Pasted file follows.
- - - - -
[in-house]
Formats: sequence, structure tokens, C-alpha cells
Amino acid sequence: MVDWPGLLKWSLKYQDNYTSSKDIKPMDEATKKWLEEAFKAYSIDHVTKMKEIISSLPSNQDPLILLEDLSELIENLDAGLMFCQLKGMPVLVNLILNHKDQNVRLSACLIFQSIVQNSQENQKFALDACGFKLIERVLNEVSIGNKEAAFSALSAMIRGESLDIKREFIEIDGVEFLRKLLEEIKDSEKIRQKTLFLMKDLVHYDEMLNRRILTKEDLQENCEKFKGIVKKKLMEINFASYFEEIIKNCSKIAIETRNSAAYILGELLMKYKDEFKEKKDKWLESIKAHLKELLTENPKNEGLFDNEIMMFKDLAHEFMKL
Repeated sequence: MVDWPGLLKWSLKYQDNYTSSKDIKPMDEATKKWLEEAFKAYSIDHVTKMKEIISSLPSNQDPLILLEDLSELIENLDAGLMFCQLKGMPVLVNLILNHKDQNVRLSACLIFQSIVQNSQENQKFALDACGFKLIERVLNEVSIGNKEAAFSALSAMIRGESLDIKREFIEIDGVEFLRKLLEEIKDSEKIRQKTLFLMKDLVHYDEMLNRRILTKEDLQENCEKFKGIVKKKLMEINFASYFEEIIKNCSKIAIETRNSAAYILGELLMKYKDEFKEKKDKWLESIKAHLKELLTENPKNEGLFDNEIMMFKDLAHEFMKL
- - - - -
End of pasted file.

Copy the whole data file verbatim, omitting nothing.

[in-house]
Formats: sequence, structure tokens, C-alpha cells
Amino acid sequence: MVDWPGLLKWSLKYQDNYTSSKDIKPMDEATKKWLEEAFKAYSIDHVTKMKEIISSLPSNQDPLILLEDLSELIENLDAGLMFCQLKGMPVLVNLILNHKDQNVRLSACLIFQSIVQNSQENQKFALDACGFKLIERVLNEVSIGNKEAAFSALSAMIRGESLDIKREFIEIDGVEFLRKLLEEIKDSEKIRQKTLFLMKDLVHYDEMLNRRILTKEDLQENCEKFKGIVKKKLMEINFASYFEEIIKNCSKIAIETRNSAAYILGELLMKYKDEFKEKKDKWLESIKAHLKELLTENPKNEGLFDNEIMMFKDLAHEFMKL
Repeated sequence: MVDWPGLLKWSLKYQDNYTSSKDIKPMDEATKKWLEEAFKAYSIDHVTKMKEIISSLPSNQDPLILLEDLSELIENLDAGLMFCQLKGMPVLVNLILNHKDQNVRLSACLIFQSIVQNSQENQKFALDACGFKLIERVLNEVSIGNKEAAFSALSAMIRGESLDIKREFIEIDGVEFLRKLLEEIKDSEKIRQKTLFLMKDLVHYDEMLNRRILTKEDLQENCEKFKGIVKKKLMEINFASYFEEIIKNCSKIAIETRNSAAYILGELLMKYKDEFKEKKDKWLESIKAHLKELLTENPKNEGLFDNEIMMFKDLAHEFMKL